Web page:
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The Road

A 2009 film film based on the book of the same name.

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And the road leads to nowhere.

  • Jun 23, 2011
*** out of ****

"The Road" begins a bleak and depressing vision, and stays that way up until the end. That is how Cormac McCarthy's novel was written; that is how the film adaptation is made. There was no other way to make the film. If it could not be both visually and emotionally bleak, then it just wouldn't have been "The Road". In my heart, I know that this is the best they could do when it comes to an adaptation of McCarthy's story, which I treasure oh-so-much. "The Road" was one of the best books I've ever had the pleasure, or non-pleasure, to read. It was so good, that I wanted to burn my copy; nobody else should be asked to read such a thoroughly depressing work of art. Yes, art does not need to be depressing. But it can be. And it can also be beautiful through such apathy.

Director John Hillcoat creates a film that re-creates the imagery of "The Road", as a novel, quite well. Hillcoat's apocalyptic wasteland is a believable one; devoid of hope, devoid of humanity, and devoid of life. That is, unless you count the boy and his loving father. "The Road" is the story of two characters, who are unnamed because names are unimportant, as is the cause to the downfall of planet Earth. We know these characters as only The Boy (Kodi Smit-McPhee) and The Man (Viggo Mortensen).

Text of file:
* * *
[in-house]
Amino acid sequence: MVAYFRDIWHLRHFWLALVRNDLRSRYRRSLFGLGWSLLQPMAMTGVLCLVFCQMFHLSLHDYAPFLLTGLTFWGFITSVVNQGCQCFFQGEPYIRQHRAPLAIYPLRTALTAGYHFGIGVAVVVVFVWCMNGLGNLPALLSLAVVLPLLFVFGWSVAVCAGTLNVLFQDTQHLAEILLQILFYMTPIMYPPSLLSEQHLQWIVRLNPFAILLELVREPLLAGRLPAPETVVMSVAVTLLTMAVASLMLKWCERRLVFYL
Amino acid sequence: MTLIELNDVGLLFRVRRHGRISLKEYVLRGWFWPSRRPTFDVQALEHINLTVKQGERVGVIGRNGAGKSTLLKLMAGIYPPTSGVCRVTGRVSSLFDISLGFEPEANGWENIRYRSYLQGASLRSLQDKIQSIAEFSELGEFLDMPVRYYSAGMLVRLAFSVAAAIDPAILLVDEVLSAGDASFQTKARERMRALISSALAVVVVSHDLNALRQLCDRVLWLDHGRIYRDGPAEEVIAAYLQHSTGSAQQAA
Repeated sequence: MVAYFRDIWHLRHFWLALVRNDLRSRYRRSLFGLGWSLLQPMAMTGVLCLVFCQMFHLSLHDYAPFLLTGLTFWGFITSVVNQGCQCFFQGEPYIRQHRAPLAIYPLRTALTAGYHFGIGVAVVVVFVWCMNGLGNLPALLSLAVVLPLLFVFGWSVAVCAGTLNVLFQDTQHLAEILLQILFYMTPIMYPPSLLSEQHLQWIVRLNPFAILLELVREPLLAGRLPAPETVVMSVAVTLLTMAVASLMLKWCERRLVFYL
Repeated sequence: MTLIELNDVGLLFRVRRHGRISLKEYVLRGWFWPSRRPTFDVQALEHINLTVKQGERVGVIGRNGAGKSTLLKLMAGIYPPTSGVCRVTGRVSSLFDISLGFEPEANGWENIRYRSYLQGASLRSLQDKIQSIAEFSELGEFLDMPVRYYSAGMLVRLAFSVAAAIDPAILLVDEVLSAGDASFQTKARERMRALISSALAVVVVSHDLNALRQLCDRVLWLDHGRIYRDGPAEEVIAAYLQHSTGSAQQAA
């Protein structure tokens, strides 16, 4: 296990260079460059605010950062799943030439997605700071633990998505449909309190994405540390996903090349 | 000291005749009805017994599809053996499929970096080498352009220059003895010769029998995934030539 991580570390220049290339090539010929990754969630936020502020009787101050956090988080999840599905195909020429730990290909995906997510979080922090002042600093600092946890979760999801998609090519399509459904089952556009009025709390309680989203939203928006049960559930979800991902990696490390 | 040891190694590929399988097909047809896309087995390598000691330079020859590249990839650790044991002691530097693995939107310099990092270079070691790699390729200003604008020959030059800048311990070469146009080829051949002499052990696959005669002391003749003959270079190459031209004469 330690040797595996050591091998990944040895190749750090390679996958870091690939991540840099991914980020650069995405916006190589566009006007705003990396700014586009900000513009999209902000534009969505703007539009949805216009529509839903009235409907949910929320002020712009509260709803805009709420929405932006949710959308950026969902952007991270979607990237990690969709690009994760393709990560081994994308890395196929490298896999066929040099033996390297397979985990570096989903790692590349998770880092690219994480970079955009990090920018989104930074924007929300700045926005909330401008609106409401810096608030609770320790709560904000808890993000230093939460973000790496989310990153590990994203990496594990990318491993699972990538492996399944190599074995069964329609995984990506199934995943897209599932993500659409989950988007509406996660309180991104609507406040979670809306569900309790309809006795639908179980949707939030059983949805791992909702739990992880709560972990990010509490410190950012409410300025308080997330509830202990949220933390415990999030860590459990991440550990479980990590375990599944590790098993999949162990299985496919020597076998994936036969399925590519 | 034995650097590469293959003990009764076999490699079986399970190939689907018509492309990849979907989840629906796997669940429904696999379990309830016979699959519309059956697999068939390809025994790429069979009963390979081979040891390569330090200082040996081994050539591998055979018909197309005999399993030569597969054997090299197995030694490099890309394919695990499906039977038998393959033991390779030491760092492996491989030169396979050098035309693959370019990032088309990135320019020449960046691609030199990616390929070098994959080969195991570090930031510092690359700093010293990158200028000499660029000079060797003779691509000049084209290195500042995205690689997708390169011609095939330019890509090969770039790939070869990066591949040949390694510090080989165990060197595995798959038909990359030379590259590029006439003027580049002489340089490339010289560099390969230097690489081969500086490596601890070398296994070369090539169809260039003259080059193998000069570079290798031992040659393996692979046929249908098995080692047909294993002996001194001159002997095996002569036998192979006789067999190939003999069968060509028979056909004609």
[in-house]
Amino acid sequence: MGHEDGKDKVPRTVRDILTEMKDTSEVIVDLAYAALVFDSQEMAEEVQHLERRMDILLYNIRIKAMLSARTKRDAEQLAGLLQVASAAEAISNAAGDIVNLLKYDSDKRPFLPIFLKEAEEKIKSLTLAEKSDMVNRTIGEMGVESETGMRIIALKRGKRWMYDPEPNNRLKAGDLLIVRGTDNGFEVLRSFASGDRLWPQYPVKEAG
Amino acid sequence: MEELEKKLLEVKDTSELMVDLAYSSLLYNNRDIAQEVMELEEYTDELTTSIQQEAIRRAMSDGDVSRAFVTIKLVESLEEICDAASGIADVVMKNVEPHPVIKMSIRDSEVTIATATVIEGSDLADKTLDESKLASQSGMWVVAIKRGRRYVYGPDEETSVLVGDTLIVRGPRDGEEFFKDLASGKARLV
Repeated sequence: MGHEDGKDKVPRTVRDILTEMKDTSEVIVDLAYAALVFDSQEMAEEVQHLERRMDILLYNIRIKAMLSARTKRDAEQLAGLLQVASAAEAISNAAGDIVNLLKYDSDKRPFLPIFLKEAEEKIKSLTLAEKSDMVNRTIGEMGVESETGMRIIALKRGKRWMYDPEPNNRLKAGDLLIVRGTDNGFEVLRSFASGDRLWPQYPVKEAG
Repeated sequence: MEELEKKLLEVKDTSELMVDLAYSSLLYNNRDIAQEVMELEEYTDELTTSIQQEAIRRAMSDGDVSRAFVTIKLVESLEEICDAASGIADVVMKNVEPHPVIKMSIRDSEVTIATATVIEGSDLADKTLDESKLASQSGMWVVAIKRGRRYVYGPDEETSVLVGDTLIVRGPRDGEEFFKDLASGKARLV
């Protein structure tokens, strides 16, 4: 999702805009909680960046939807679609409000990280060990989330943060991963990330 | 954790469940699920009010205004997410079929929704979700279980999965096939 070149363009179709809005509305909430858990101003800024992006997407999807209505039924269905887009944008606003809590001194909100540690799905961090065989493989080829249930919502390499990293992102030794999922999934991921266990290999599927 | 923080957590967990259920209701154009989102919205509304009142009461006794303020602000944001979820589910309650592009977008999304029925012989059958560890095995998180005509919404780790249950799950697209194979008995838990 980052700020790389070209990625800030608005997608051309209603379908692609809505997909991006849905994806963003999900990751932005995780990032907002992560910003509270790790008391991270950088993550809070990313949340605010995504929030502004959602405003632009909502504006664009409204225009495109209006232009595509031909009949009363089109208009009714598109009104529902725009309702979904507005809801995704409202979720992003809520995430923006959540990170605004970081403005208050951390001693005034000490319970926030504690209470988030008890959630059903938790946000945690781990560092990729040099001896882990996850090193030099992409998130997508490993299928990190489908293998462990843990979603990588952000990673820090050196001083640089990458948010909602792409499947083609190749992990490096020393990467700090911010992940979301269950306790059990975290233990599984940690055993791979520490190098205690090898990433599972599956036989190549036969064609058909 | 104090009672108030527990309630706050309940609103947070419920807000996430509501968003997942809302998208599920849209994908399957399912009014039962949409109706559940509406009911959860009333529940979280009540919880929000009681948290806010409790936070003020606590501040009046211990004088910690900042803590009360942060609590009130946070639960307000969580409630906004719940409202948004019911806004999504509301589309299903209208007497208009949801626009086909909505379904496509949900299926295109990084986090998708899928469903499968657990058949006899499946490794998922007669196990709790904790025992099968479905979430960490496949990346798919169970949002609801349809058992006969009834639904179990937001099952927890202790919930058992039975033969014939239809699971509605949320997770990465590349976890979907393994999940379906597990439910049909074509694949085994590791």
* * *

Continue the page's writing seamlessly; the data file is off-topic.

Together, the father and his son travel a broken world. The Man narrates most of the story, or whenever he can. He doesn't know what happened. Neither does the boy, because whatever cataclysm befell Earth happened a couple days before the birth of the child. The Woman (Charlize Theron), or the mother of the boy and the husband of the man, did not want the baby to be born, but she went through with it. After a few years, it is revealed that she packed her light bags, and left.

The Man and The Boy just want to live as long as they can. The Man does not believe that the world will ever magically revive itself, but his love for the Boy compels him to keep "carrying the fire", as he would put it. There are dangers in this apocalyptic setting, one of them being: other humans, the ones devoid of reason or rationalism. The Man assumes that every other human alive has converted to cannibalism, because this seems to be a good choice when no other food can really be found.